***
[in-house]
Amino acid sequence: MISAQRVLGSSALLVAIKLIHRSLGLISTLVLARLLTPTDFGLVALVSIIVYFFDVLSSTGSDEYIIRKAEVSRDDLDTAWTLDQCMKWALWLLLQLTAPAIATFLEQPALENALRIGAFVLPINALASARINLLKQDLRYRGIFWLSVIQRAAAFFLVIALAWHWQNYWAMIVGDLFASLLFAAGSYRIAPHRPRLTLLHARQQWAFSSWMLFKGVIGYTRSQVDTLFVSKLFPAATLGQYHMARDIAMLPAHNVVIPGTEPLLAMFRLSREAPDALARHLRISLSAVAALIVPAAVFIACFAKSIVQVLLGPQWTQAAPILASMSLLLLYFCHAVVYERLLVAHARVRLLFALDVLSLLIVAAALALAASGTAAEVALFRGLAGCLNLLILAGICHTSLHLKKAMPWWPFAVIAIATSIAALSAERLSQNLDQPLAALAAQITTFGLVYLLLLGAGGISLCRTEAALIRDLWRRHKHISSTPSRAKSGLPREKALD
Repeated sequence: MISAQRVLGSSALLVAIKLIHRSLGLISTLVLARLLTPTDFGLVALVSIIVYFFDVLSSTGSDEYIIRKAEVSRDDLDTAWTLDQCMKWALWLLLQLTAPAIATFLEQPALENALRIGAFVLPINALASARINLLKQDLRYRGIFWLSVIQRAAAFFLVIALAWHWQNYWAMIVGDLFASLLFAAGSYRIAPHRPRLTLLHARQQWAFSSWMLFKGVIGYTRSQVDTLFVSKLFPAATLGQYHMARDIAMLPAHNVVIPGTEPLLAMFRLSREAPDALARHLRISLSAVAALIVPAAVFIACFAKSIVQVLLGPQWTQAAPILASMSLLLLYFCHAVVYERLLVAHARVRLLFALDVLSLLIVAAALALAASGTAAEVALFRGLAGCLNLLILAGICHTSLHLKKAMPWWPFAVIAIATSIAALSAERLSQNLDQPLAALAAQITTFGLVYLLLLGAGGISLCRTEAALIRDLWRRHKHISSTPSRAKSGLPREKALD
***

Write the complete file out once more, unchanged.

[in-house]
Amino acid sequence: MISAQRVLGSSALLVAIKLIHRSLGLISTLVLARLLTPTDFGLVALVSIIVYFFDVLSSTGSDEYIIRKAEVSRDDLDTAWTLDQCMKWALWLLLQLTAPAIATFLEQPALENALRIGAFVLPINALASARINLLKQDLRYRGIFWLSVIQRAAAFFLVIALAWHWQNYWAMIVGDLFASLLFAAGSYRIAPHRPRLTLLHARQQWAFSSWMLFKGVIGYTRSQVDTLFVSKLFPAATLGQYHMARDIAMLPAHNVVIPGTEPLLAMFRLSREAPDALARHLRISLSAVAALIVPAAVFIACFAKSIVQVLLGPQWTQAAPILASMSLLLLYFCHAVVYERLLVAHARVRLLFALDVLSLLIVAAALALAASGTAAEVALFRGLAGCLNLLILAGICHTSLHLKKAMPWWPFAVIAIATSIAALSAERLSQNLDQPLAALAAQITTFGLVYLLLLGAGGISLCRTEAALIRDLWRRHKHISSTPSRAKSGLPREKALD
Repeated sequence: MISAQRVLGSSALLVAIKLIHRSLGLISTLVLARLLTPTDFGLVALVSIIVYFFDVLSSTGSDEYIIRKAEVSRDDLDTAWTLDQCMKWALWLLLQLTAPAIATFLEQPALENALRIGAFVLPINALASARINLLKQDLRYRGIFWLSVIQRAAAFFLVIALAWHWQNYWAMIVGDLFASLLFAAGSYRIAPHRPRLTLLHARQQWAFSSWMLFKGVIGYTRSQVDTLFVSKLFPAATLGQYHMARDIAMLPAHNVVIPGTEPLLAMFRLSREAPDALARHLRISLSAVAALIVPAAVFIACFAKSIVQVLLGPQWTQAAPILASMSLLLLYFCHAVVYERLLVAHARVRLLFALDVLSLLIVAAALALAASGTAAEVALFRGLAGCLNLLILAGICHTSLHLKKAMPWWPFAVIAIATSIAALSAERLSQNLDQPLAALAAQITTFGLVYLLLLGAGGISLCRTEAALIRDLWRRHKHISSTPSRAKSGLPREKALD